Idea in Brief

The Problem

Many companies overestimate consumers’ appetite for sustainable products, flooding the market with offerings that don’t sell well.

The Opportunity

By understanding how sustainability features interact with a product’s core benefits, companies can devise effective marketing strategies for different consumer segments.

The Solution

Assess whether your sustainable offering’s performance is equivalent, inferior, or superior to that of conventional alternatives. Tailor marketing messages to customers according to how they value sustainability versus traditional attributes.

When companies market the sustainability features of their offerings, they often overlook a fundamental truth: Social and environmental benefits have less impact on customers’ decisions than basic product attributes do. With any purchase, consumers are first trying to get a specific job done. Only after they find something that will help them do that job—and only if sustainability is important to them—will they look for a product that in addition confers a social or environmental advantage. No one decides to buy a chocolate bar to, say, improve the working conditions of farmers on the Ivory Coast. People buy chocolate, first and foremost, because they want to indulge in a small pleasure. No one decides to buy an electric car to prevent climate change. People buy cars because they need transportation; reducing their carbon footprint is an ancillary benefit.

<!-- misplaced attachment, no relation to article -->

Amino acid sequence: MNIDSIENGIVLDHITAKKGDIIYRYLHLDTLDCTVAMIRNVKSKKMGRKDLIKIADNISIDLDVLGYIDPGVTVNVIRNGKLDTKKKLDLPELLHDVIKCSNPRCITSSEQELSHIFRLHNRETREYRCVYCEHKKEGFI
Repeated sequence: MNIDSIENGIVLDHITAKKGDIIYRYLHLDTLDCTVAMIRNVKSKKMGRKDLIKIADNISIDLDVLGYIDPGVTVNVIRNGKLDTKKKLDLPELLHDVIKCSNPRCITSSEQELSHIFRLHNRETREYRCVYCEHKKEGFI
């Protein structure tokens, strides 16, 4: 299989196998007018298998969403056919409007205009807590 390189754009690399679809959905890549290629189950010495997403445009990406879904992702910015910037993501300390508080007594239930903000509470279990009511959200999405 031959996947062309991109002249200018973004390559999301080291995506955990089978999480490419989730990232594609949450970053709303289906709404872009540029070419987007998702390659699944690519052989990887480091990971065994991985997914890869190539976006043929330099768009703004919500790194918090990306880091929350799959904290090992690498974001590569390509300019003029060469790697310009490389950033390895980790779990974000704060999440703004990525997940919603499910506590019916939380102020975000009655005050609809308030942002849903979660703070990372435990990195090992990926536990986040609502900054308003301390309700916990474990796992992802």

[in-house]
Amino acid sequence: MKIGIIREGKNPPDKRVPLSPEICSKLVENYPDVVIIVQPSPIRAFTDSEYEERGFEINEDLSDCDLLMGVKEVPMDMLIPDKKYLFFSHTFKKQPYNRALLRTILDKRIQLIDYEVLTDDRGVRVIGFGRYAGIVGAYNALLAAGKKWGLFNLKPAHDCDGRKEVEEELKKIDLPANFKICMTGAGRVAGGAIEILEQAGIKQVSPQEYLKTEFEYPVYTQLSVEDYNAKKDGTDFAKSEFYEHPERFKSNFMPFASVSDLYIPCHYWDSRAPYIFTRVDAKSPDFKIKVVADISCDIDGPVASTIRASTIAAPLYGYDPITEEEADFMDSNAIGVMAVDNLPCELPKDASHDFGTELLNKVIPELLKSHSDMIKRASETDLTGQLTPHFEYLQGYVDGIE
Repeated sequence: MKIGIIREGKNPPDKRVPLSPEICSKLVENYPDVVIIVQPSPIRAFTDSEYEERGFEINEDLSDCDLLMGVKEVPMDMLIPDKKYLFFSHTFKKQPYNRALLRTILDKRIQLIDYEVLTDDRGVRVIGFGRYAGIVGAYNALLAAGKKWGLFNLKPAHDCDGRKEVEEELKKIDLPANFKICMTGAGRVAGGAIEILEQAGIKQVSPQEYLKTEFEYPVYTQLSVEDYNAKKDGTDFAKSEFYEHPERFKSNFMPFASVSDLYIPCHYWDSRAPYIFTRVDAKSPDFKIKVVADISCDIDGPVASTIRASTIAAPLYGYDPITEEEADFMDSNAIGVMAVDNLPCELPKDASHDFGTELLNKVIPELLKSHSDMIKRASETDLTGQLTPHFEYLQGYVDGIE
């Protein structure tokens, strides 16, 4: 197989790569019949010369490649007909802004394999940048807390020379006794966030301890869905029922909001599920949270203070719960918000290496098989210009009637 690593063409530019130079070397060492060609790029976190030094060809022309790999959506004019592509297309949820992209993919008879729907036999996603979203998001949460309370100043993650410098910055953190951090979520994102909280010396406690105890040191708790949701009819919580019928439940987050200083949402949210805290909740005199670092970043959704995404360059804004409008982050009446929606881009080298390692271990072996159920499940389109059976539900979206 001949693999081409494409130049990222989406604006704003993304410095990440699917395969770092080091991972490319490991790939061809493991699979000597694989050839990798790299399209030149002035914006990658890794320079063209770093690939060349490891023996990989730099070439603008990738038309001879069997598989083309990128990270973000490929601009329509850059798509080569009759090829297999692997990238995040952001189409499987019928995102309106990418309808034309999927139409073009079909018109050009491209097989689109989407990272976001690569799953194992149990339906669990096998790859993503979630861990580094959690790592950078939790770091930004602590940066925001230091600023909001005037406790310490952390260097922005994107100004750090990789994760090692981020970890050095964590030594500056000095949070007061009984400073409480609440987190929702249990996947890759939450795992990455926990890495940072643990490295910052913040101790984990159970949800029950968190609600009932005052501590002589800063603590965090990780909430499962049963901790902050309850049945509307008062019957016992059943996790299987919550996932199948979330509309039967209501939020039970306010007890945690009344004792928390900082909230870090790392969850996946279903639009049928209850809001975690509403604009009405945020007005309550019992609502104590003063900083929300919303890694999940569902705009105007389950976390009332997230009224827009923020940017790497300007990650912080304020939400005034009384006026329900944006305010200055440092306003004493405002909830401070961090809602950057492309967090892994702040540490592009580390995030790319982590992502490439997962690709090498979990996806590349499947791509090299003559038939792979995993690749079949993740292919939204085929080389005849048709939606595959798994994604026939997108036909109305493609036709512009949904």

A version of this article appeared in the March–April 2024 issue of Harvard Business Review.